A Firsthand Look at the Tiger King and Private Ownership

April 3, 2020

Chimpanzee in the wild

Written By

Stephen Ross, Ph.D.

Director of the Lester E. Fisher Center for the Study and Conservation of Apes 

Joe Exotic stood in the doorway to the gift shop at GW Zoo, blocking the entrance and directing toward me a long, skeptical stare from underneath his fringed cowboy hat. We stood like that for what seemed like an eternity in the baking Oklahoma heat until he finally muttered, “So you’re the chimp guy, eh?”

That was the summer of 2009 and I had indeed traveled to Wynnewood, Oklahoma, to meet with Joe Exotic to discuss chimpanzees—specifically, the four chimpanzees at his unaccredited zoo: Beau, Bongo, Joe, and Lilly. Though Joe Exotic was certainly an interesting character, he was far from the only eccentric I had met as part of a three-year cross-country chimpanzee census known as Project ChimpCARE. The project, funded by a grant from the Arcus Foundation, sought to identify all the chimpanzees living across the United States (there were more than 2,000 at that time) and, when possible, find ways to improve their lives.

At that time, Joe was well-known locally, but other than animal advocates, few were aware of his extensive and questionable commercial wildlife activities; he was far from the national buzzword he is today thanks to global binge-watching of the online docuseries Tiger King. His four chimpanzees lived in two separate pairs in simplistic wire-mesh cages, and the day I visited them, the roadside zoo was packed with visitors that mostly ignored them as they made their way to see the big cats that were the main attraction. Toward the end of the day, I watched as the chimps desperately pulled scraps of cardboard and orange peels around them in a circle—an attempt to satisfy their nest-building instincts.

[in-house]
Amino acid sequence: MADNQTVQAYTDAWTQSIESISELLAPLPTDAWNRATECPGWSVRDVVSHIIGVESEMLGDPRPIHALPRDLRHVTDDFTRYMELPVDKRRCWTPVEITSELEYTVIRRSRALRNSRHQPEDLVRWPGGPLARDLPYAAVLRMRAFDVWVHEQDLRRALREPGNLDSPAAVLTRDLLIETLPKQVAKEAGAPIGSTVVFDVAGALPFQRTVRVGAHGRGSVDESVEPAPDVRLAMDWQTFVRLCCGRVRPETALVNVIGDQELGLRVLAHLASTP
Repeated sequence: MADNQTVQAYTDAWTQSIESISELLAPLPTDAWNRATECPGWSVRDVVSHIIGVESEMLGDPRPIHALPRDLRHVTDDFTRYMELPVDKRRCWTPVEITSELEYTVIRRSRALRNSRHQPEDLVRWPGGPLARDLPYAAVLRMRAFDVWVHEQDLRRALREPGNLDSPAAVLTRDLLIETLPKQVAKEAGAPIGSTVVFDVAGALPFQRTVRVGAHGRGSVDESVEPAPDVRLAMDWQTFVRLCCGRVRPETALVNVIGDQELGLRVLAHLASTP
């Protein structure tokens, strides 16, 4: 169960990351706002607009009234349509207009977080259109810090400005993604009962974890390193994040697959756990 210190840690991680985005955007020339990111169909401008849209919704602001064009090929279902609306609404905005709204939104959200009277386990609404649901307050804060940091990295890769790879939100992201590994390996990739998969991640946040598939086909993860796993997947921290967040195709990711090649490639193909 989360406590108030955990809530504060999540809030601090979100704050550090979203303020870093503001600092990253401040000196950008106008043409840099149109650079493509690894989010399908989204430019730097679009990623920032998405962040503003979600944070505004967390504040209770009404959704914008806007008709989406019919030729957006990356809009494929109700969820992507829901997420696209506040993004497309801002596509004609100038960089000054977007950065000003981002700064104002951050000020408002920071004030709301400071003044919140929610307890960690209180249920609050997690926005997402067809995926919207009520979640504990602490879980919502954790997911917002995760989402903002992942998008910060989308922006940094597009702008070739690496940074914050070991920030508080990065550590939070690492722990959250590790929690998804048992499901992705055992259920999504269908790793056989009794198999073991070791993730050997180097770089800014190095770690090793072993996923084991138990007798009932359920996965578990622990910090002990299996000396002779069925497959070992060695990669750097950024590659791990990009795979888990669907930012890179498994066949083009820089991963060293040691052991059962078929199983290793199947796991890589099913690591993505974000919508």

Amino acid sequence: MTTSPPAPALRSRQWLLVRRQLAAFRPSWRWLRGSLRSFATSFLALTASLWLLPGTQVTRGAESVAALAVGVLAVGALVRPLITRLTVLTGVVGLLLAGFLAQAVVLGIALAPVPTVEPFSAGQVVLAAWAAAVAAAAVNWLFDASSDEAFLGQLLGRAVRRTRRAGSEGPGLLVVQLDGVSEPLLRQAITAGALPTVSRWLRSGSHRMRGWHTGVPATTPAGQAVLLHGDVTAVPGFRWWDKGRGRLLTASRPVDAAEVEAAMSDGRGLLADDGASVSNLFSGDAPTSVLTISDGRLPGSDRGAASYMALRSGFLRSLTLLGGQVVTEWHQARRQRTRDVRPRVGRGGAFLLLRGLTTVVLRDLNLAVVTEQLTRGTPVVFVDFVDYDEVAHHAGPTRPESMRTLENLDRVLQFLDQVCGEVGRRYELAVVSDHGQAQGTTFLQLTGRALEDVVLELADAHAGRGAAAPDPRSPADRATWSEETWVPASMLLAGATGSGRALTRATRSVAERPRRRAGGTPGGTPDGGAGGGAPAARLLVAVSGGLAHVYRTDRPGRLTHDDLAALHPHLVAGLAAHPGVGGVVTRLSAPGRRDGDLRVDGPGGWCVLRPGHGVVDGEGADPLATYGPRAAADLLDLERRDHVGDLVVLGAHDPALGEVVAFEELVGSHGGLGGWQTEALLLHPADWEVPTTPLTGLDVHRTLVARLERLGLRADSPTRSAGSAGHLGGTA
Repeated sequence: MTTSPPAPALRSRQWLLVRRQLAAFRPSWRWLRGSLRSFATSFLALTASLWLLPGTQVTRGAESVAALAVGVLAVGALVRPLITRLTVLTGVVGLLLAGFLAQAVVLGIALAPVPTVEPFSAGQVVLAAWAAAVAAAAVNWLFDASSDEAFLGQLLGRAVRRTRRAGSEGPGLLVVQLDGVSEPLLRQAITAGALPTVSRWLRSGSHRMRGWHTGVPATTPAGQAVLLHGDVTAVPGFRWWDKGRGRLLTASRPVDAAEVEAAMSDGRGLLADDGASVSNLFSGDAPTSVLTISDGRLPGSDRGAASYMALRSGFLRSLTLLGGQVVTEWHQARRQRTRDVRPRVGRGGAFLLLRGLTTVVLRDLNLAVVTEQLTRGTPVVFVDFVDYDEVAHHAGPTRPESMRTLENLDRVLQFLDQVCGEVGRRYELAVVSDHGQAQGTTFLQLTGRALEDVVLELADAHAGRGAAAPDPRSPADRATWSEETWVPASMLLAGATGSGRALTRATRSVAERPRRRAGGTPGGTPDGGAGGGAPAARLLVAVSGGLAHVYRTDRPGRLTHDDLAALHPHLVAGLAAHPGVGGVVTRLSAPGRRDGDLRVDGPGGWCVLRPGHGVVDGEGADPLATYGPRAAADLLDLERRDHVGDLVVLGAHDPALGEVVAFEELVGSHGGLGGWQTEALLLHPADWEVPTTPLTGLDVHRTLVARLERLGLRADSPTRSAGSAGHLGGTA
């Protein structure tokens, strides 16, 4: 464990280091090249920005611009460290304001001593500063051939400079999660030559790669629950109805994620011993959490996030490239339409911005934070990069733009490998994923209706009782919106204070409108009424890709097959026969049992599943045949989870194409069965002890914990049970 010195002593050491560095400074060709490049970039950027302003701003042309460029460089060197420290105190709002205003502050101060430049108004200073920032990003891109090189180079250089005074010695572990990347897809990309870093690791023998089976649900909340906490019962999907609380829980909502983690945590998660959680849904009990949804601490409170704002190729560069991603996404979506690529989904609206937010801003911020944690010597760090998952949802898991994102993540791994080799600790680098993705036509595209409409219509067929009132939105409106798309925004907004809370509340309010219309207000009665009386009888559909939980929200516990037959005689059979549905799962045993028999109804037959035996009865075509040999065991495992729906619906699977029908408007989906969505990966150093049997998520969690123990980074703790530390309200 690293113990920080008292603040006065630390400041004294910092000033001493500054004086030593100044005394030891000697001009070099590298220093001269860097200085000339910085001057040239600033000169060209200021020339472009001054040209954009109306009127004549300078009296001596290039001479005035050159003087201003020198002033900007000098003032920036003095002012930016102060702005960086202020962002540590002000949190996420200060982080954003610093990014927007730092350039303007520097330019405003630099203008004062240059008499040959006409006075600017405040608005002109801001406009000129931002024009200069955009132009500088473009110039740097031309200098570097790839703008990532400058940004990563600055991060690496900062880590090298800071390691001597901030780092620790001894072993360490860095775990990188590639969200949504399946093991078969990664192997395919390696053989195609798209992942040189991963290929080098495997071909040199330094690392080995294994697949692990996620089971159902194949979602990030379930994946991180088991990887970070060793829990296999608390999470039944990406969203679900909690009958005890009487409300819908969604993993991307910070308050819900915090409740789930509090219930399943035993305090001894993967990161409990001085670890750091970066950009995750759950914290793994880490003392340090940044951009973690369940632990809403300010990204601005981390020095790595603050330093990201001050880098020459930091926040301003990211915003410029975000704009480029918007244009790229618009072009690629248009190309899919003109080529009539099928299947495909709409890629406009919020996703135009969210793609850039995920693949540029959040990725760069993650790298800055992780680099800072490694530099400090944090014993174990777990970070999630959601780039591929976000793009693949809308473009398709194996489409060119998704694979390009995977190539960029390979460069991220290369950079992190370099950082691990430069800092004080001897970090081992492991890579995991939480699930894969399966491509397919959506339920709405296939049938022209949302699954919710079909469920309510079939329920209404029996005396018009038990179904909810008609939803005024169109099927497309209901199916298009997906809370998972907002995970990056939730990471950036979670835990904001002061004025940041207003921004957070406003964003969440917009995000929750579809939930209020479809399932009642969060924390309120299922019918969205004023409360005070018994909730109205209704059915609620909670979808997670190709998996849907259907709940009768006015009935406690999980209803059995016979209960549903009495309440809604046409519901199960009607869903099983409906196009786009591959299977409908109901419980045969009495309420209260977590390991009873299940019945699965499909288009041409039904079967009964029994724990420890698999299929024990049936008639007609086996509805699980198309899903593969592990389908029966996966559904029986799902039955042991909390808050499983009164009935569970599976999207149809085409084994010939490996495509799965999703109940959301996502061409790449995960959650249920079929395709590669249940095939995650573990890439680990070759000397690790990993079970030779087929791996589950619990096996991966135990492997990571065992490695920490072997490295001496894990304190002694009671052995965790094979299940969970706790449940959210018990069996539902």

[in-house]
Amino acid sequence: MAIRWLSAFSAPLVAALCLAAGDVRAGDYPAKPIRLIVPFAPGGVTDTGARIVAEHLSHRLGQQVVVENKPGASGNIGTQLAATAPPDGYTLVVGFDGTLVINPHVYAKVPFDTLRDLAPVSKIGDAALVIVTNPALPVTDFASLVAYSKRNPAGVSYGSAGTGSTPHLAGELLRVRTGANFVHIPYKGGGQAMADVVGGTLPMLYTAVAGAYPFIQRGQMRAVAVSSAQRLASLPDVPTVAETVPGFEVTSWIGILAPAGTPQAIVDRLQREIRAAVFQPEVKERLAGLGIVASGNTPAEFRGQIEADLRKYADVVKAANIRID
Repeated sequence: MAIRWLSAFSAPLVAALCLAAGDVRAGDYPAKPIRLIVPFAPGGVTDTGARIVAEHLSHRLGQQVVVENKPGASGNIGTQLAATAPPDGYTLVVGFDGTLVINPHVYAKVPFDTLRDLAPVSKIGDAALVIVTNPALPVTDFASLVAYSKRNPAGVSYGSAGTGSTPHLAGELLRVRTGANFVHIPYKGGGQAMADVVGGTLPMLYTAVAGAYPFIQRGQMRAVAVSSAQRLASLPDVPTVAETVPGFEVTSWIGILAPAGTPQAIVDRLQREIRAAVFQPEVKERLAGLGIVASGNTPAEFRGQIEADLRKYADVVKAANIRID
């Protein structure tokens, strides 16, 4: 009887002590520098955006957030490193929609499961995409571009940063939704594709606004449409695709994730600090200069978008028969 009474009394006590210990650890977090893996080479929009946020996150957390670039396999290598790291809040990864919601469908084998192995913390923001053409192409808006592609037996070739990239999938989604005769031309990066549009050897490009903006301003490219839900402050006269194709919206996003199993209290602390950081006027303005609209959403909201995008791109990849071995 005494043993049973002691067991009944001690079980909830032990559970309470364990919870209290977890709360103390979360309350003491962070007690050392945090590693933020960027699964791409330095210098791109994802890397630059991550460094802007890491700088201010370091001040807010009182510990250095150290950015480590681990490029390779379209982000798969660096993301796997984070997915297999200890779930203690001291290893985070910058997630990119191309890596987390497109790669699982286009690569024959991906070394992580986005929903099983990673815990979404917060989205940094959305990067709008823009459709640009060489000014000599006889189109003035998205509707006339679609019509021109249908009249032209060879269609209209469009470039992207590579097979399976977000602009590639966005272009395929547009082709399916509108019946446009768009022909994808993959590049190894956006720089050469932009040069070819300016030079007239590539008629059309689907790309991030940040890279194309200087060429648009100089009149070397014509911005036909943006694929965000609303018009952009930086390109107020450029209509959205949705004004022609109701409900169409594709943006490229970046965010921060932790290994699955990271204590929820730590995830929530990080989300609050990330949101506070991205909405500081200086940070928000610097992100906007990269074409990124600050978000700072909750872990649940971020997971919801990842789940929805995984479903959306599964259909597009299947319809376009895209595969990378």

Like so many other chimpanzees that I had visited during the census, these chimpanzees were not provided the physical or social environments they needed to thrive. Chimpanzees are an incredibly resilient and adaptable species, and as such, are cursed with the ability to survive very challenging circumstances. But to truly thrive, chimpanzees need a rich, dynamic, and challenging environment. And the more I traveled around the country—finding these chimpanzees housed as pets, performers, and at unaccredited roadside attractions—the more I saw that hundreds of chimpanzees were living in conditions that simply did not give them the chance to express their true chimpanzee selves.

Project ChimpCARE started as a census to simply record how many chimpanzees were out there and how they were being managed (we still keep that census effort active, and you can see the location of all the chimpanzees at chimpcare.org). However, the initiative inevitably grew to play a facilitating role in helping persuade private owners to give their chimpanzees a second chance at becoming true chimpanzees. We consciously took a non-judgmental approach to engaging with private owners, and worked carefully with both zoos accredited by the Association of Zoos and Aquariums (AZA) and sanctuaries accredited by the Global Federation of Animal Sanctuaries (GFAS) to find new homes for those chimpanzees. Since the project started 13 years ago, we have helped facilitate the transfer of more than 60 chimpanzees and are proud to say the number of chimpanzees living in unaccredited roadside zoos has shrunk by more than 70 percent.

Joe Exotic did eventually let me inside his gift shop, where he proudly showed off his collection of scented candles and tiger-print sunglasses. We talked for several hours that day about how his chimpanzees could thrive if they were just given a chance. He seemed to think about this for a long time, and I could see that the idea of starting anew resonated with him. Eventually, two of his chimpanzees made it to the Center for Great Apes, an accredited sanctuary in Florida, but two others died there at his zoo.

The popularity of this docuseries has raised public awareness of unaccredited facilities that thrive more so on the exploitation of wildlife than appropriate care and preservation. We marvel at the wackiness of some of the characters on a television show but must not lose sight of the impacts these facilities are having on individual animals. Project ChimpCARE still works with the full spectrum of stakeholders to do what’s best for the chimpanzees. Even in these challenging times, accredited zoos and accredited sanctuaries have the means, resources, and public support to appropriately care for and manage the chimpanzees and other endangered wildlife for which they are responsible.

The docuseries reminds us of the importance of differentiating between organizations that, through robust accreditation, meet the standards necessary to allow species and individuals to flourish. Before you visit a wildlife facility, I implore you to ensure it is accredited by the AZA or the GFAS.